Truck gun? Who needs a truck gun? That was my initial thought when introduced to the Traditions Crackshot, a compact single-shot rimfire touted as “an excellent truck gun” by its manufacturer. I love firearms of almost every description, but I haven’t had a dedicated truck gun since I lived and worked on the Texas/Mexico border, and kept an AR alongside my seat.
Then the Crackshot arrived for testing. Hmmm, I thought. That looks like it would fit nicely between my seat and the console …
Traditions Performance Firearms is a company good at building muzzleloaders in a variety of configurations. It also produces single-shot centerfire rifles chambered in an array of cartridges ranging from .357 Mag. to .35 Whelen. It even offers build-it-yourself gun kits, a selection of single-action six-shooters designed to satisfy your inner cowboy, and cannons. That’s right, cannons. These are Civil War era reproductions and, unfortunately, are small enough to fit in your hand. But they are still cannons, by dang, and fully functional.
The Traditions rimfire lineup is simple, consisting of the Crackshot chambered in .22 LR and .17 HMR, available with or without a 4X-32mm scope pre-mounted atop the blued-steel action. Traditions also offers the Crackshot in a youth version that features a reduced, 13-inch length of pull, tailored to fit young or small-statured shooters.
I love single-shot rifles, partly because I was weaned on one, partly because they foster good habits in a shooter. In addition, they are often fully ambidextrous. I’m right-handed, but problems with my right eye caused me to switch to shooting left-handed at the age of 13. Ambidextrous rifles are hard to find, so I was enchanted right off the bat with the little Crackshot.
Its black synthetic stock has a raised comb but is absent a cheekpiece, which suits me perfectly. The break-action release is located at the fore of the trigger guard, rendering it fully ambidextrous. The cross-bolt safety (which I despise on general principles) is understandably set to accommodate right-handed shooters but, though less convenient, is still operable by southpaws.
Initially, I was slightly disappointed by the location of the hammer spur extension—designed to aid in cocking the hammer when a scope is mounted atop the barrel, placing the eyepiece over the spur proper—which was affixed to the right side of the spur. However, upon closer examination I found that the extension is removable, and can be mounted on either the right or left side of the spur with the simple turn of a screw.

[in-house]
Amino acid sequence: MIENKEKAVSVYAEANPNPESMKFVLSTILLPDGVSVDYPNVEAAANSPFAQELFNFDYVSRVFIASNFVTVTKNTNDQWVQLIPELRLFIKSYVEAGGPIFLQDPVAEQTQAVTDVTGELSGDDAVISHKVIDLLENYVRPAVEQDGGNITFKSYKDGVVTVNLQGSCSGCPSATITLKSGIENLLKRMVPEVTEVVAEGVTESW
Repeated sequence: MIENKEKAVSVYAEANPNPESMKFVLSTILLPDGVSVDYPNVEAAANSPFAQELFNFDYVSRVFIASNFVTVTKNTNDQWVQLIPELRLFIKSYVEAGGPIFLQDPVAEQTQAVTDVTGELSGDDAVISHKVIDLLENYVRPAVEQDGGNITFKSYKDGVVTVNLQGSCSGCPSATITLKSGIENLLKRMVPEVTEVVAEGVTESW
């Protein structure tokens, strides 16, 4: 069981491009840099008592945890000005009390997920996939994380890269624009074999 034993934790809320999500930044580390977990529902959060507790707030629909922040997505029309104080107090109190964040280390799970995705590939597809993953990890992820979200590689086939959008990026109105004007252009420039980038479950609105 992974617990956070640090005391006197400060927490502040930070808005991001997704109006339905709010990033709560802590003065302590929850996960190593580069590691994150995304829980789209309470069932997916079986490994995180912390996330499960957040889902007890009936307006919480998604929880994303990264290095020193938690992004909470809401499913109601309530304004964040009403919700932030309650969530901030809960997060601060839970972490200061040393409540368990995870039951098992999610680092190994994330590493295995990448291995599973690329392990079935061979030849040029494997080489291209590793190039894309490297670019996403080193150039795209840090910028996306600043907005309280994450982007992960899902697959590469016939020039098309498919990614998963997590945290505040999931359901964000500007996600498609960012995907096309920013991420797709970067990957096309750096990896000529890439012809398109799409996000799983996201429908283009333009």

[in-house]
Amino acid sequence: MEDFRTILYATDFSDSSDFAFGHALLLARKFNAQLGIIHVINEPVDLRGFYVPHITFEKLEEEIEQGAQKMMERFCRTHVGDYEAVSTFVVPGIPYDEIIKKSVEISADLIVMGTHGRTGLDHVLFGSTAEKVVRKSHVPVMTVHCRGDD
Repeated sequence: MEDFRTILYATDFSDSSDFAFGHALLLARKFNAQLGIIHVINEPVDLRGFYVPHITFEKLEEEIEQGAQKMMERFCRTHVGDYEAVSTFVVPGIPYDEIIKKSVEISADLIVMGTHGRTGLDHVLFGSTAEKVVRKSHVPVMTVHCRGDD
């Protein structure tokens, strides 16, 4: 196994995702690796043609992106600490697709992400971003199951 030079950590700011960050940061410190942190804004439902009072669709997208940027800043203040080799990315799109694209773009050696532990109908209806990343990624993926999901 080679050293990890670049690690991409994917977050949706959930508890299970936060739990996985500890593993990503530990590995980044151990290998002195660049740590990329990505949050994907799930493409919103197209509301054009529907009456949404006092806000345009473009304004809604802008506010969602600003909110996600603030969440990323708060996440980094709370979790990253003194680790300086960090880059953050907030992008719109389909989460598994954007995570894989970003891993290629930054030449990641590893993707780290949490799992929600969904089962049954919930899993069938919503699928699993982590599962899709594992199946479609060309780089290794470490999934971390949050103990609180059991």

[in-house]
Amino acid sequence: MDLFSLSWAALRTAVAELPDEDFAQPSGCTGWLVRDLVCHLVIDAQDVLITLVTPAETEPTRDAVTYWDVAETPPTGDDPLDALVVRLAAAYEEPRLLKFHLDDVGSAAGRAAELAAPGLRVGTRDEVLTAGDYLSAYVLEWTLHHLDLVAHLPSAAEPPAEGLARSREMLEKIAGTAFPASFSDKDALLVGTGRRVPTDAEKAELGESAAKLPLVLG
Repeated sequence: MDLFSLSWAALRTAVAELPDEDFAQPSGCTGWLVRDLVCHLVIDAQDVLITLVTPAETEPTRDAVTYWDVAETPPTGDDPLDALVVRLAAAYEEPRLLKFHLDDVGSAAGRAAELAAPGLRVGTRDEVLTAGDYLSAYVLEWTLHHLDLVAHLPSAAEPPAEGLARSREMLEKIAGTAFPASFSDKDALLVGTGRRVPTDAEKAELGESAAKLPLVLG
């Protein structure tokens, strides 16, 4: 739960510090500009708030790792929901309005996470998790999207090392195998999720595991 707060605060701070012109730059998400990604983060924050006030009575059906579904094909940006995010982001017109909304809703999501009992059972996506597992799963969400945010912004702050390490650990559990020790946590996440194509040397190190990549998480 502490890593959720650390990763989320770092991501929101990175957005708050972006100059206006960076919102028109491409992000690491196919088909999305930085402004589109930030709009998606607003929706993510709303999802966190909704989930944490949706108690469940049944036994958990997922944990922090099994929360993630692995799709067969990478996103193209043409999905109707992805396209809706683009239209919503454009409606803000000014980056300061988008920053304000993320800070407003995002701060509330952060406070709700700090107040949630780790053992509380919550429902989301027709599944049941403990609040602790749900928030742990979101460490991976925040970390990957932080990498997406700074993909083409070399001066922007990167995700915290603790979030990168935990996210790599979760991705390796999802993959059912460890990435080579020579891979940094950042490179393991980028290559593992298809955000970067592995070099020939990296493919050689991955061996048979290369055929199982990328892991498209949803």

The Crackshot handles nicely with the balance point falling just in front of the trigger guard. Adding to the ergonomics and handling qualities are deeply molded checkering on the wrist and fore-end, and a short, 16.5-inch barrel. The rifle shoulders smoothly and settles nicely, and at 4 pounds, 13 ounces with scope aboard, it’s light and comfortable to carry.
Metal-to-stock fit is rather good, but fit at the buttplate leaves a bit to be desired. The synthetic stock is slightly proud on the sides, while the hard rubber buttpad is a bit proud at heel and toe. Bluing on the metal frame and barrel is on par with the Crackshot’s truck gun status; it’s not the fine, lustrous blue of old, but a durable “black” bluing that will do the job. Blued steel sling swivel studs fore and aft round out the package.
Beauty is as beauty does, though, even in a truck gun, so I was excited for my testing session at the range. To my delight the little rifle performed perfectly with the exception of one dud shell, which had a deep indentation in its rim from the Crackshot’s firing pin. No fault of the rifle’s; the cartridge was to blame for the misfire. That taken into consideration, the Crackshot performed flawlessly. After each shot, the action broke open easily, the spent shell was proffered by the extractor for easy grasp, a new cartridge dropped handily into the chamber, and the action locked firmly shut again.
Accuracy wasn’t promising until I tested Winchester’s Super-X 37-grain lead hollow-point load, which averaged a bit more than 1.5 inches at 50 yards, with the largest five-shot group still well under 2 inches. Plenty accurate for hunting cottontails and wooly mammoths. The rifle was comfortable and fun to shoot, steady and natural in the hand. Formal testing completed, my 9-year-old son shot a group for fun, his accuracy giving the old man pause. No, he didn’t outshoot me, but it was close enough to make me nervous.
I have only one real complaint about the little Crackshot rifle: The trigger, while breaking at a predictable 4 pounds, is creepy. It’s gritty and takes a bit of travel to break. While not awful and not bad enough to cost you a rabbit, it’s not a great, or even a good, trigger.
That aside, the little Crackshot is well designed, well put together and durable as a digging bar—all for the price of three tanks of diesel. Bumping along the dusty dirt road toward home after my session at the range, I concluded that everyone, self included, needs a truck gun. I think I’ll see just how well the Crackshot fits between my seat and the console.